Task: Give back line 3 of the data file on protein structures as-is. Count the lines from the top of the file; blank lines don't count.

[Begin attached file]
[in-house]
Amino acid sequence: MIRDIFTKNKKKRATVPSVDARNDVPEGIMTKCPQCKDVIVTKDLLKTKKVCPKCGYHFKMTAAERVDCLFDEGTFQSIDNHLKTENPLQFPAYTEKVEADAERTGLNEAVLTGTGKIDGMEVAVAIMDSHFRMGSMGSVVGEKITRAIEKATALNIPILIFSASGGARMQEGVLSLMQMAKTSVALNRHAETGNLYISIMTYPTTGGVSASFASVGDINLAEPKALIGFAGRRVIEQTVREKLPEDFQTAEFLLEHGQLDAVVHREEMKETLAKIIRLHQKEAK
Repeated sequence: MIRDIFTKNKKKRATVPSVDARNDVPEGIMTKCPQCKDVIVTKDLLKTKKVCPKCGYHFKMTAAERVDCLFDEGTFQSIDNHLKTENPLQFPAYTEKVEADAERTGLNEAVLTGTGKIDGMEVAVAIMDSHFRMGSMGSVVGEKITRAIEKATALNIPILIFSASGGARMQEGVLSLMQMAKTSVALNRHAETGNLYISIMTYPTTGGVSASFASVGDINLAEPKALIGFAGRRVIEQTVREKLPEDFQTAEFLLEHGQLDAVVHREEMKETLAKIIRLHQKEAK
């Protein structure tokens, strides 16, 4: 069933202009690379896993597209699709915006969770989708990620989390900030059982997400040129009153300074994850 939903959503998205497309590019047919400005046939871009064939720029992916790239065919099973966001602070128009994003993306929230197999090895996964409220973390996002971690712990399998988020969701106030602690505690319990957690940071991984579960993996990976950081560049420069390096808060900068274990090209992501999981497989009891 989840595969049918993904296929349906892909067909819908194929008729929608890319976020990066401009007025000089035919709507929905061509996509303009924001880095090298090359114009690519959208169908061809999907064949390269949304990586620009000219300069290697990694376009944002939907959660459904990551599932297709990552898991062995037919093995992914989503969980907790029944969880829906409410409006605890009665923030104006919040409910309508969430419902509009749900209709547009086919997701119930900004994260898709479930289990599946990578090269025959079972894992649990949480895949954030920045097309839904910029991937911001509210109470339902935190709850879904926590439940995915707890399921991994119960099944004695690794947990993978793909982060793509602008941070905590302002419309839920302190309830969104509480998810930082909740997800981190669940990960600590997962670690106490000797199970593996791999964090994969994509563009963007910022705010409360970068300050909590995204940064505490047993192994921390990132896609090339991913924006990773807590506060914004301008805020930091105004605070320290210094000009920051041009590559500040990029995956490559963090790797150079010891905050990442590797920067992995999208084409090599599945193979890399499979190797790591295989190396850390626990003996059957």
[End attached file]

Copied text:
Repeated sequence: MIRDIFTKNKKKRATVPSVDARNDVPEGIMTKCPQCKDVIVTKDLLKTKKVCPKCGYHFKMTAAERVDCLFDEGTFQSIDNHLKTENPLQFPAYTEKVEADAERTGLNEAVLTGTGKIDGMEVAVAIMDSHFRMGSMGSVVGEKITRAIEKATALNIPILIFSASGGARMQEGVLSLMQMAKTSVALNRHAETGNLYISIMTYPTTGGVSASFASVGDINLAEPKALIGFAGRRVIEQTVREKLPEDFQTAEFLLEHGQLDAVVHREEMKETLAKIIRLHQKEAK